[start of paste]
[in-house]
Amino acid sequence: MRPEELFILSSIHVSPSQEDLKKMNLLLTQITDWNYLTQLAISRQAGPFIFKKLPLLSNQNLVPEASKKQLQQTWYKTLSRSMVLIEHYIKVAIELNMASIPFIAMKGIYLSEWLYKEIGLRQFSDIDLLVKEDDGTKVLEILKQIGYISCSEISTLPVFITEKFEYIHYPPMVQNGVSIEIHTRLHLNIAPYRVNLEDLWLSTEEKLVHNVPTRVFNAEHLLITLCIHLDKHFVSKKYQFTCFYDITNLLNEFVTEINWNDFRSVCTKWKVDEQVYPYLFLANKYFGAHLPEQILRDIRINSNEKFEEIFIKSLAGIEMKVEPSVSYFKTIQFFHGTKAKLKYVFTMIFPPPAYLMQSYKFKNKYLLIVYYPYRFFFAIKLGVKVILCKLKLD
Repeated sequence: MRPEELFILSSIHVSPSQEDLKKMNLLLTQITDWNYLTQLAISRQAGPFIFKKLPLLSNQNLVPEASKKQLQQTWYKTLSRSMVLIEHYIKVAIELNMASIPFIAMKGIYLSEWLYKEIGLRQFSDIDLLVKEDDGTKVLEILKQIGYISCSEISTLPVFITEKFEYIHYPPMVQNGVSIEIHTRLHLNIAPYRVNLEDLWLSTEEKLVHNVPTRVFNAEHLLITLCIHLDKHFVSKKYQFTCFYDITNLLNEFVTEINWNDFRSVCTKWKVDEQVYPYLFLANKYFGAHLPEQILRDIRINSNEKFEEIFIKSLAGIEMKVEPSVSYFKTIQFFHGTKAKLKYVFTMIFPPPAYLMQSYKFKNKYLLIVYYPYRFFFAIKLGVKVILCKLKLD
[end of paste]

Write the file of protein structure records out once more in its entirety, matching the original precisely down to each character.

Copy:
[in-house]
Amino acid sequence: MRPEELFILSSIHVSPSQEDLKKMNLLLTQITDWNYLTQLAISRQAGPFIFKKLPLLSNQNLVPEASKKQLQQTWYKTLSRSMVLIEHYIKVAIELNMASIPFIAMKGIYLSEWLYKEIGLRQFSDIDLLVKEDDGTKVLEILKQIGYISCSEISTLPVFITEKFEYIHYPPMVQNGVSIEIHTRLHLNIAPYRVNLEDLWLSTEEKLVHNVPTRVFNAEHLLITLCIHLDKHFVSKKYQFTCFYDITNLLNEFVTEINWNDFRSVCTKWKVDEQVYPYLFLANKYFGAHLPEQILRDIRINSNEKFEEIFIKSLAGIEMKVEPSVSYFKTIQFFHGTKAKLKYVFTMIFPPPAYLMQSYKFKNKYLLIVYYPYRFFFAIKLGVKVILCKLKLD
Repeated sequence: MRPEELFILSSIHVSPSQEDLKKMNLLLTQITDWNYLTQLAISRQAGPFIFKKLPLLSNQNLVPEASKKQLQQTWYKTLSRSMVLIEHYIKVAIELNMASIPFIAMKGIYLSEWLYKEIGLRQFSDIDLLVKEDDGTKVLEILKQIGYISCSEISTLPVFITEKFEYIHYPPMVQNGVSIEIHTRLHLNIAPYRVNLEDLWLSTEEKLVHNVPTRVFNAEHLLITLCIHLDKHFVSKKYQFTCFYDITNLLNEFVTEINWNDFRSVCTKWKVDEQVYPYLFLANKYFGAHLPEQILRDIRINSNEKFEEIFIKSLAGIEMKVEPSVSYFKTIQFFHGTKAKLKYVFTMIFPPPAYLMQSYKFKNKYLLIVYYPYRFFFAIKLGVKVILCKLKLD